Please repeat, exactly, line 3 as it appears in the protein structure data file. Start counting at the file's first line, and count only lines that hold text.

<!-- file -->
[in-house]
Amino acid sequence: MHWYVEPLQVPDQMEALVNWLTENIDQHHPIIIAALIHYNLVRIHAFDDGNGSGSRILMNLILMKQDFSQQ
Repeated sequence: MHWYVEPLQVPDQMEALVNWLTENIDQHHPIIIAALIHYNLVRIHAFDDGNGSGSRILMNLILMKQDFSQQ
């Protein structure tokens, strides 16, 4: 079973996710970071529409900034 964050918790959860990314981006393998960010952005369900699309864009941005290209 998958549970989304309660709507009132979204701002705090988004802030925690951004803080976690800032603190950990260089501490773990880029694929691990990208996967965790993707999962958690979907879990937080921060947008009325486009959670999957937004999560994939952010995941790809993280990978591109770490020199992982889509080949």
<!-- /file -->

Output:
Repeated sequence: MHWYVEPLQVPDQMEALVNWLTENIDQHHPIIIAALIHYNLVRIHAFDDGNGSGSRILMNLILMKQDFSQQ